Here's the sentence:

Enter University of Cambridge zoologist Ricardo Rocha.

It is a complete sentence from an IELTS text. My question is: why is there no article before 'university,' as 'University of Cambridge' here plays the role of a modifier, and the word 'zoologist,' which is modified, requires an article? Moreover, why shouldn't 'University of Cambridge' be preceded by the definite article anyway?

  • 1
    It's an informal way of saying the zoologist Ricardo Rocha, from the University of Cambridge. Zoologist acts like an adjective describing Mr Rocha, and University of Cambridge like an adjective modifying zoologist. Nov 12, 2022 at 11:35
  • Or it could be a stage direction from a play 😀 Nov 12, 2022 at 11:50
  • @PeterJennings - stage left? Nov 12, 2022 at 11:55
  • I agree with Kate, except that "enter [some character] is a stage direction as given in a play.
    – Lambie
    Nov 12, 2022 at 16:22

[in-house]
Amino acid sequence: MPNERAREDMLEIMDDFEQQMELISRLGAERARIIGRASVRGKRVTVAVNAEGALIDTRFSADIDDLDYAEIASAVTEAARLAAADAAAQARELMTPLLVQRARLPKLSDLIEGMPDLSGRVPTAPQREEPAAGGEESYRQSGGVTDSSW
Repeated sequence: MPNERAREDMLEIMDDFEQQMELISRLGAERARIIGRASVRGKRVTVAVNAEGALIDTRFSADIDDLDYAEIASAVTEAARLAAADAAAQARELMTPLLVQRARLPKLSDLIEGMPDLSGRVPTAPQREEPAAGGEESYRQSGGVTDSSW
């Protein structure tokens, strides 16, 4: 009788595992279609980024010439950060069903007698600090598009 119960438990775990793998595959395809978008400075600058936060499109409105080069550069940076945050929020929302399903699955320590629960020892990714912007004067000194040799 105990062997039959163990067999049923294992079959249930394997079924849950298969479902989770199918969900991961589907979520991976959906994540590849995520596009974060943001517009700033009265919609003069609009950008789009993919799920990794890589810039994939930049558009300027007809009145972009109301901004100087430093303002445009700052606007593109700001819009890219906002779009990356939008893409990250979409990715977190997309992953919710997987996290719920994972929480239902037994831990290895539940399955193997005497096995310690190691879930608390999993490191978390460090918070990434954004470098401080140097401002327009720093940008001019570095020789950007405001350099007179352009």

• I thought at first that it was the use of Enter that puzzled the OP - but as he didn't mention it, I didn't either. Nov 12, 2022 at 16:38

1 Answer 1


"University of Cambridge" acts as a modifying noun phrase to modify "zoologist" and "University of Cambridge zoologist" is an appositional phrase to the proper noun "Richard Rocha". These nouns don't need articles as they are part of modifying phrases.

"Richard Rocha" doesn't have an article as it is a proper noun.

The whole sentence seems to be imperative, perhaps it is a stage direction, or is emulating a stage direction for rhetorical purposes.

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